Recently we’ve been thinking a lot about soil. After all, it is the International Year of Soils, and really, without dirt, there’s not much else. Understanding how our soils work and how to restore them is an essential part of our regeneration project and their structure and composition help define the boundaries of what’s possible on our patch of ground. As Adamson and Osborn asserted in their pioneering 1924 study of the ecology of the eucalypt forests of the Mount Lofty Ranges, climate and soils are the primary factors in determining ecological variation in the region, so even where the scrub has long been cleared, soils can also offer a memory of past ecosystems.
However, it’s taken us a while to unravel meaningful information about soils. There’s a whole new vocabulary, and when you don’t yet know your Kandosols from your Kurosols the whole experience can be a bit mystifying. To make things even more complex, there are oodles of different technical terms for describing any particular soil type, depending on era or classification systems. So we thought we’d share some resources that we’ve come across that may be of use in working out what you’re sitting on. Continue reading
We’re in our third season of tree planting at Yarnauwi now, working to revegetate sections of the property for habitat, shelter and timber. We’ve planted about 1,000 plants a year, from groundcovers to future woodland giants. Once they were guarded from marauding roos, we’ve necessarily had a philosophy of leaving the plants to survive without too much intervention. Even in a dry year such as 2014, we had a modest 60ish percent survival rate, but with El Niño tipped to recur in 2015, we’ve tried to further refine our approach to give our trees an improved chance of survival. Of course, there are absolutely no guarantees it will work, or will work for everything, but it’s worth a shot.
This year, we’ve also planted our first, experimental, woodlot of river oaks (Casuarina cunninghamiana) in an awkward corner of the farm. The paddock was too small and inaccessible to deep rip, so we began by marking contours with a bunyip water level, an essential DIY tool for measuring and marking slope (see Brad Lancaster’s guide to bunyip construction and usage here). Continue reading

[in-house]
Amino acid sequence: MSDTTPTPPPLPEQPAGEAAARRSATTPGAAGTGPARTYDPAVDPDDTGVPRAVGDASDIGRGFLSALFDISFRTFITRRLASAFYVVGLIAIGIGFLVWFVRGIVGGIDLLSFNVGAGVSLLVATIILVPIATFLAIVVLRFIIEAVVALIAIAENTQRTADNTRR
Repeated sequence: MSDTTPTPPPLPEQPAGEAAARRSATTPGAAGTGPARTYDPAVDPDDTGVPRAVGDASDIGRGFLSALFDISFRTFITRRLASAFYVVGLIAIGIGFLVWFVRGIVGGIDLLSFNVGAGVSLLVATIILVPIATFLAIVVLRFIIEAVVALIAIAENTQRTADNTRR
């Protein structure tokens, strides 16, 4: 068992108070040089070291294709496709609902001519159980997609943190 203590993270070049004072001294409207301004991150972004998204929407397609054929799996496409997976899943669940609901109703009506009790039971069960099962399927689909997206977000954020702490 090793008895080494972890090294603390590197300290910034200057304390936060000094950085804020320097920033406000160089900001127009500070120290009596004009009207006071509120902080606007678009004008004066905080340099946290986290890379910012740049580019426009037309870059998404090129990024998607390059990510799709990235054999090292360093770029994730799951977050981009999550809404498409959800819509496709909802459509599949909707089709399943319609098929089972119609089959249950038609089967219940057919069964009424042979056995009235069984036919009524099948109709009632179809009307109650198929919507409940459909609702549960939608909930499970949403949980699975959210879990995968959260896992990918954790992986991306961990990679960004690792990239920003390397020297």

Recently we’ve been obsessing a bit about the history of our landscape (here, here, and even here, for example). It comes as the consequence of the last few years of reading and thinking about how Australia’s landscape and water systems have changed over time, but we hope it’s not purely an intellectual exercise. Understanding how our landscape was 200 years ago acts as a good guide for planning its future potential and limitations. By attempting to unravel the threads of actions and consequences that have reshaped these hills and valleys over the last couple of centuries, we can also not just address symptoms (such as treating an erosive headcut with a Zuni Bowl), but can also have a go at working on the causes of dysfunction in our soil, water and ecosystems. A lofty goal, but as Wes Jackson quips, “if your life’s work can be accomplished in your lifetime, you’re not thinking big enough!”
This spaghetti-and-meatballs flowchart is our first go at representing what might have happened in our neighbourhood over the last 180-odd years, compiled from reading, observations, historical records and discussions. It provides us with a list of things to do as we attempt to address elements of this (for example, in this year’s tree planting, we’re inoculating our seedlings with beneficial fungi to restore mycorrhizal networks). We expect this chart to be tweaked, adjusted and rewritten over time as we discover new ideas or revise our assumptions. Perhaps a next step might be to construct a sequel that shows how we might attempt to improve some of this stuff.
Are there connections, consequences or other things we’ve missed, overstated or got plain wrong? We’d love to hear your thoughts and ideas.